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Cybersecurity & Standards, Open Internet, Privacy & Data

Supporting Internet Privacy from the Ground Up

Sometimes even simple online actions can have serious consequences. A link in your email could be malware. Your cellphone plan provider might be tracking all of the websites that you visit. And in some countries, it might not even be possible to visit some websites. Unfortunately, one of the essential technologies that makes the internet work wasn’t originally designed with security, privacy and censorship in mind.

Whenever you visit a website, your browser has to convert a URL like “” into a string of numbers called an IP address. To do that, your computer or phone has to ask a DNS resolver, a service that works like an internet address book, to provide the IP address of the website you’re trying to visit.

This process is not private by default. Many of us are using a web browser application like Chrome, Firefox or Safari without knowing that our browsing habits could be accessed without us ever knowing, perhaps because the default DNS resolver isn’t incorporating privacy protections. That’s why a global DNS resolver called Quad9 was founded with privacy guarantees baked in from the beginning. Quad9 also provides additional security by not resolving known malware, spyware, spam and phishing URLs.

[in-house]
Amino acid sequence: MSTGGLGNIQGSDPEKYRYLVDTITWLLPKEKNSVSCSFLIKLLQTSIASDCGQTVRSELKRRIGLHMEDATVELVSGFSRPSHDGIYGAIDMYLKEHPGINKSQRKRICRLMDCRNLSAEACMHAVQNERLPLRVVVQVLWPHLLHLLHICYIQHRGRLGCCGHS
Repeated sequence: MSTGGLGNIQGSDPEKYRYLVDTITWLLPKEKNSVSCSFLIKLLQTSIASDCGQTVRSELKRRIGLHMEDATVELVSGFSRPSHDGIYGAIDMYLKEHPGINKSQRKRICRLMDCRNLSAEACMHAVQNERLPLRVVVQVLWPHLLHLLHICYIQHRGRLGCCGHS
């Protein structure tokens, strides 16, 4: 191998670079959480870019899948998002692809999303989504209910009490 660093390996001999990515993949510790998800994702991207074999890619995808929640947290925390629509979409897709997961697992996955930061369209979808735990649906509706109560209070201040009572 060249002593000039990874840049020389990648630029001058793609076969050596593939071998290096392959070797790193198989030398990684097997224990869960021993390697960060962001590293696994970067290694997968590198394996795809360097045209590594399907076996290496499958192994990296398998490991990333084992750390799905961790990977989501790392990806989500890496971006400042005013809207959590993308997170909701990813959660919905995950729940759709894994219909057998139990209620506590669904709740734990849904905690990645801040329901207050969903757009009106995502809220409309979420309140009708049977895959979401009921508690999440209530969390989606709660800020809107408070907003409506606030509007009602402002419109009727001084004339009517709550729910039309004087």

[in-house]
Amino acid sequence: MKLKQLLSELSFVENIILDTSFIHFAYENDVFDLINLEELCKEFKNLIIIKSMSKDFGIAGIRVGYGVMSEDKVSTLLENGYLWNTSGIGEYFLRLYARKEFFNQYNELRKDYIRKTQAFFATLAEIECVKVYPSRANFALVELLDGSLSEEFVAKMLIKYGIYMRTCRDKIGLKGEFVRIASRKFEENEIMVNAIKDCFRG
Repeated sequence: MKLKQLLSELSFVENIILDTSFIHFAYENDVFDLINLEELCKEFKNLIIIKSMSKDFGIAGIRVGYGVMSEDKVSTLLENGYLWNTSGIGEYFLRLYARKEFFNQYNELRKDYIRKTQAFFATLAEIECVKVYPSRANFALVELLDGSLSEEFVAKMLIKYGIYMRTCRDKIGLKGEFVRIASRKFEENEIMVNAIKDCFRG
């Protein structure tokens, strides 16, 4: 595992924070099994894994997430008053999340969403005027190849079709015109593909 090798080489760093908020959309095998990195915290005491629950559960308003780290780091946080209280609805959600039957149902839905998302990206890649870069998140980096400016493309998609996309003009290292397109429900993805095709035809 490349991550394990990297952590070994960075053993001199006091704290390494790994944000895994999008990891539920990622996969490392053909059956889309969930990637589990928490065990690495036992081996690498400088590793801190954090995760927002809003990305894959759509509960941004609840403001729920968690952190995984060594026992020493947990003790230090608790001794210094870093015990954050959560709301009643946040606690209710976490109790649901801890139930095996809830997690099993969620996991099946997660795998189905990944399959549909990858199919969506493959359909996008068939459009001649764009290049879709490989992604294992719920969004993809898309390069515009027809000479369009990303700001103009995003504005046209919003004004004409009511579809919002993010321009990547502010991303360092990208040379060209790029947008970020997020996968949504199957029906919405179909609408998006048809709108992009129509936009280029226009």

In an example of CDT playing a critical role in supporting privacy online, CDT chief technology officer Mallory Knodel helped to launch a new human rights advisory council for Quad9. In late April 2024 the announcement of the advisory council coincided with the NetMundial+10 meeting in Sao Paulo, Brazil. This groundbreaking initiative brings together well-respected professionals into a body that will consider the privacy, equity and human rights implications of Quad9’s operations, marking a significant stride towards safeguarding privacy and equity across the service’s global internet architecture.

Quad9, known for its high privacy guarantees and security benefits, is a nonprofit that operates over 240 points of presence in more than 110 countries. Knodel will chair the new council, whose distinguished members reflect Quad9’s global presence. It includes Bob Ochieng of ICANN in Kenya; Pablo Hinojosa of APNIC in Australia; Tara Tarakiyee of the Sovereign Tech Fund in Germany; Serge Droz, board member of FIRST; Lars Eggert, former IETF chair and engineer at Mozilla; Seeta Peña Gangadharan at the London School of Economics and Political Science; Lai Yi Ohlsen of Measurement Lab in New York; Urvashi Aneja at the Digital Futures Lab in India; and Shane Kerr of IBM Amsterdam.

Initiatives that incorporate privacy, security and human rights concerns from the start are all too rare in the technology space, making Knodel’s work with Quad9 and the council particularly important. By embracing initiatives like Quad9 and its human rights advisory council, we not only protect our privacy and security online but also champion trusted providers that are accountable to the public interest.